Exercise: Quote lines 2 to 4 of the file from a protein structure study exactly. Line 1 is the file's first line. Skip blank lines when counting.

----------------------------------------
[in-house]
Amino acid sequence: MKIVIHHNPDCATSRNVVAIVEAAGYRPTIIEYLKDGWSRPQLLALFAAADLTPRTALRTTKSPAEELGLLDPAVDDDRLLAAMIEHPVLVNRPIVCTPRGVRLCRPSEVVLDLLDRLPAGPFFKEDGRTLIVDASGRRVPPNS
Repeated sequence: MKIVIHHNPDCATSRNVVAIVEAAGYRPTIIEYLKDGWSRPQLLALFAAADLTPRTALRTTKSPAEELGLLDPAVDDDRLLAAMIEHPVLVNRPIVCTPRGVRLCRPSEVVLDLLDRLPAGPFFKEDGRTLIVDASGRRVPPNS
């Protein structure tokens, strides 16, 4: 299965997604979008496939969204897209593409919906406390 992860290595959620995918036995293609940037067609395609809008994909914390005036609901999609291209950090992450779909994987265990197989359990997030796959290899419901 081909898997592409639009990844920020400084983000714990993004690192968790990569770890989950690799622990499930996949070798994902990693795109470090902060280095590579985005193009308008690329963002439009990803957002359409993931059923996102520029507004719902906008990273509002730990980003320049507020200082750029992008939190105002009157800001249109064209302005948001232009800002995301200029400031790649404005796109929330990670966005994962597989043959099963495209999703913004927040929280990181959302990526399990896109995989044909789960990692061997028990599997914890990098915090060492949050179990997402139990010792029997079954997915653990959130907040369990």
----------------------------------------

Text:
Amino acid sequence: MKIVIHHNPDCATSRNVVAIVEAAGYRPTIIEYLKDGWSRPQLLALFAAADLTPRTALRTTKSPAEELGLLDPAVDDDRLLAAMIEHPVLVNRPIVCTPRGVRLCRPSEVVLDLLDRLPAGPFFKEDGRTLIVDASGRRVPPNS
Repeated sequence: MKIVIHHNPDCATSRNVVAIVEAAGYRPTIIEYLKDGWSRPQLLALFAAADLTPRTALRTTKSPAEELGLLDPAVDDDRLLAAMIEHPVLVNRPIVCTPRGVRLCRPSEVVLDLLDRLPAGPFFKEDGRTLIVDASGRRVPPNS
């Protein structure tokens, strides 16, 4: 299965997604979008496939969204897209593409919906406390 992860290595959620995918036995293609940037067609395609809008994909914390005036609901999609291209950090992450779909994987265990197989359990997030796959290899419901 081909898997592409639009990844920020400084983000714990993004690192968790990569770890989950690799622990499930996949070798994902990693795109470090902060280095590579985005193009308008690329963002439009990803957002359409993931059923996102520029507004719902906008990273509002730990980003320049507020200082750029992008939190105002009157800001249109064209302005948001232009800002995301200029400031790649404005796109929330990670966005994962597989043959099963495209999703913004927040929280990181959302990526399990896109995989044909789960990692061997028990599997914890990098915090060492949050179990997402139990010792029997079954997915653990959130907040369990």